Suffice, then, to say, that given a rapidly expanding customer base and with premises in place, all that was required was for William to provide for their needs and desires, and at the same time, expand his own business interests and his penchant for ‘empire building’.
As the Enclosure Acts drove more and more people from the land, the very poorest were forced into towns that could be deeply unpleasant places in which to live; cramped, squalid and insanitary: conditions that created breeding grounds for diseases such as cholera and tuberculosis. What quickly became clear was that if such people were to be employable they had to be properly housed and fed and their overall situation improved. They needed to be healthy and motivated. Thus in an era before the introduction of the welfare state a form of caring paternalism for the ‘lower classes’ took hold. Though largely motivated by a sense of civic duty, it was also based on the realisation that for new business enterprises to be successful the work force needed to be grown and nurtured. And, more prosaically, though hard today to imagine, this was still a world where the vast majority had no personal means of transport and must mostly walk everywhere. Even with the invention of the ‘safety bicycle’ in 1885, it would still be some years before the bike became commonly used by working people. In order to toil for the long hours then expected, particularly in the horticultural industry, people needed to live close to where they worked.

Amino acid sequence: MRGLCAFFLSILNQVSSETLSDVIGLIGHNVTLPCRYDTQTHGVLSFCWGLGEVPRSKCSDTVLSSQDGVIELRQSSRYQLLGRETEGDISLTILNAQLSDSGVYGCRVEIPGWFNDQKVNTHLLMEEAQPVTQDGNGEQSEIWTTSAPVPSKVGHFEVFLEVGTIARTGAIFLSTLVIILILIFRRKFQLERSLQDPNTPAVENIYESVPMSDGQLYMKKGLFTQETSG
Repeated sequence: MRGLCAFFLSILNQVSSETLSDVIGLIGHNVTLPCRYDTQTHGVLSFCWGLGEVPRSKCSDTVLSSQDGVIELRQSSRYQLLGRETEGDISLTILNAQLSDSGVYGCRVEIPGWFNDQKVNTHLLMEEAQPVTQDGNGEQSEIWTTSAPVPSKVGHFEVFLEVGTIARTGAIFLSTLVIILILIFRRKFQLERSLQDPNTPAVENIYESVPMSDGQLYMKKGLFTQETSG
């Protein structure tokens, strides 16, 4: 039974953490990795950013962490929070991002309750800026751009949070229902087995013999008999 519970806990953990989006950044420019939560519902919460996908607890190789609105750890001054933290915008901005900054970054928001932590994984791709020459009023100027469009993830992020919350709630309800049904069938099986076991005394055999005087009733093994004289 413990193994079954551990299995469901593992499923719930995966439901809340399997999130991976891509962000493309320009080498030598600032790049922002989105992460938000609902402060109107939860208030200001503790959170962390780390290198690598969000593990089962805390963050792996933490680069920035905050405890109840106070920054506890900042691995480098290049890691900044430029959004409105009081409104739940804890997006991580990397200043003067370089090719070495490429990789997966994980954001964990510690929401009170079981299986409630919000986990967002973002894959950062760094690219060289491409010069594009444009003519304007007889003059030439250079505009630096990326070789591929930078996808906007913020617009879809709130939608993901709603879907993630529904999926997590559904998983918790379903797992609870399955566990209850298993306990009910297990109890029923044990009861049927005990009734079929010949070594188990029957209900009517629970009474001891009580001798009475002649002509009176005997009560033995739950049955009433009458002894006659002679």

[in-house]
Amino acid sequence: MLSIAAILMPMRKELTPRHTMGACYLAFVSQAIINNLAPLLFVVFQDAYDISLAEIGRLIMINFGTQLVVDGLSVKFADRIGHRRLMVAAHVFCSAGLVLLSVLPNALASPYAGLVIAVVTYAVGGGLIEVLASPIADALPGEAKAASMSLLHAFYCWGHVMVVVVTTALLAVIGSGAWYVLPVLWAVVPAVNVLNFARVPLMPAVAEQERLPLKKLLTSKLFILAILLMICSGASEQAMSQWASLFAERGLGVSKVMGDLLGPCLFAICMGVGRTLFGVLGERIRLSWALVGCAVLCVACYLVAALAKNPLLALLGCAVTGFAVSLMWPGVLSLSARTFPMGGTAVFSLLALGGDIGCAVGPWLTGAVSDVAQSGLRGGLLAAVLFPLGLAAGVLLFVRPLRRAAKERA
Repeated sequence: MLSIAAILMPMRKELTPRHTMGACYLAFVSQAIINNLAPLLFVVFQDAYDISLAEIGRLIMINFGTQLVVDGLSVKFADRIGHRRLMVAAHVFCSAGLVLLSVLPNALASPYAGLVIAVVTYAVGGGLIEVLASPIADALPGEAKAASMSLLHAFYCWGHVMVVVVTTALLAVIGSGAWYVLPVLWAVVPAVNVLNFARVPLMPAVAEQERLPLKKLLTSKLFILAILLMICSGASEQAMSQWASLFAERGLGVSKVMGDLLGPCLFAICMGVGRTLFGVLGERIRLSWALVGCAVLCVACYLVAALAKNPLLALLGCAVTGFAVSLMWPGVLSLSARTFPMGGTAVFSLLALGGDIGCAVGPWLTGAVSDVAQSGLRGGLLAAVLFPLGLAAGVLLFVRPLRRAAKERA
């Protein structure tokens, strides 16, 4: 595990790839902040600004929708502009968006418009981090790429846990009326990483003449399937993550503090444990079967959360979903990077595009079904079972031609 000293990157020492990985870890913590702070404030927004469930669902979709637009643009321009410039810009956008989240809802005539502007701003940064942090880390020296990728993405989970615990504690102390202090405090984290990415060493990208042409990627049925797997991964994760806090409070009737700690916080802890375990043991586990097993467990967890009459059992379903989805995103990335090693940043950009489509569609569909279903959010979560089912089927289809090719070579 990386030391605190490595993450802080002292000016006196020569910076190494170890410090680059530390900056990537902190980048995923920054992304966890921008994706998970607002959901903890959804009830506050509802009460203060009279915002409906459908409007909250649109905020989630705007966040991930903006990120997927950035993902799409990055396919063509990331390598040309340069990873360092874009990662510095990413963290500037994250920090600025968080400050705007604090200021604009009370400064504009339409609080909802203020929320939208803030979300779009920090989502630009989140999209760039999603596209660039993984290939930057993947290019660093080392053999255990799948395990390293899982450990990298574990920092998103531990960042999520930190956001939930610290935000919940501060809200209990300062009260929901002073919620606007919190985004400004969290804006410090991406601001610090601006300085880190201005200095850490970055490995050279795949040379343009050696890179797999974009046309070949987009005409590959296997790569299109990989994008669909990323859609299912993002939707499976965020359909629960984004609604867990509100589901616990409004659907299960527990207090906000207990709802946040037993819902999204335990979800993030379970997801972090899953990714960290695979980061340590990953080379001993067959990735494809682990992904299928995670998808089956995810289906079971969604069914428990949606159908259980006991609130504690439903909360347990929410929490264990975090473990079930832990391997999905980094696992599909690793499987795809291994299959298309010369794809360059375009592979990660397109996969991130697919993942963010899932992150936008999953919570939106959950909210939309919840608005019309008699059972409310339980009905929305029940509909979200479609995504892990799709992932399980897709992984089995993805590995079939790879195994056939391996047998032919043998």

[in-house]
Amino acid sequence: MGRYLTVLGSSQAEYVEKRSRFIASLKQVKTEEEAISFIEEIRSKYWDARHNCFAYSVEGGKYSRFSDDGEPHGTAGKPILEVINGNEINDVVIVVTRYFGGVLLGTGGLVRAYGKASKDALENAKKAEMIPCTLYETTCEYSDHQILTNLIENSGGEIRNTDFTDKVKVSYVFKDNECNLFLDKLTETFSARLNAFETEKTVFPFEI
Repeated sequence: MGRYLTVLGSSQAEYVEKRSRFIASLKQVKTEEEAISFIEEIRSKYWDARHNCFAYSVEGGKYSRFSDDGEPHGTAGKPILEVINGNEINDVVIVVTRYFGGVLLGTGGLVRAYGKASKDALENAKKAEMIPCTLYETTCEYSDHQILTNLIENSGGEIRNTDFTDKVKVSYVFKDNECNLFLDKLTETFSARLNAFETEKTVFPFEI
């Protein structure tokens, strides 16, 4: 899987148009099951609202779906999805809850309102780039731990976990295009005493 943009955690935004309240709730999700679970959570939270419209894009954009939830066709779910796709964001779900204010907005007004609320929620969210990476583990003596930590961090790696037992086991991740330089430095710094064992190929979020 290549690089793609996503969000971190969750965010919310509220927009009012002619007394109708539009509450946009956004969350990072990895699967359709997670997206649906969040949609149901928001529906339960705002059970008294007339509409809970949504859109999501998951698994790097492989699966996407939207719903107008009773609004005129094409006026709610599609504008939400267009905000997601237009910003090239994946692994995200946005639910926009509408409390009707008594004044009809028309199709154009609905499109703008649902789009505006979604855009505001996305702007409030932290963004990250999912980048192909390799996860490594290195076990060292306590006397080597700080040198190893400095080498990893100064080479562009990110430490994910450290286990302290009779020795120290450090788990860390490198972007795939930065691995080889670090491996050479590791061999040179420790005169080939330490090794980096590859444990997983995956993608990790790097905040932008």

Industrialists began to build their factories in rural locations. They provided decent housing for workers, often better than anything ever dreamed of by the occupants, and more crucially, close to the workplace. These were, notably, men like George Cadbury who built the village of Bournville; William Lever’s Port Sunlight where more than 800 beautiful Arts and Craft houses, a hospital, schools, an open-air swimming pool, allotments, church and temperance hotel were created; Titus Salt’s houses and works at Saltaire; the Wedgwoods who moved their factory out of Stoke-on-Trent into the nearby countryside, building charming houses for their workforce; and Joseph Rowntree who provided similar housing for his workers. Capitalism was, at that time, vested in the individual – it was personal. When young men could turn themselves from penniless shop assistants into property owners and manufacturers, their accumulated wealth was private rather than corporate. They could, if they wished, ensure that the economic benefit of their enterprises was felt locally and could be put to humane purposes. The fact is, however, that for some, philanthropy went hand-in-hand with a hard-nosed business acumen. William Whiteley being just such a one.
Written by Di Murrell.
Come back next week to see what else Di’s investigations uncovered.
Image provided by the author.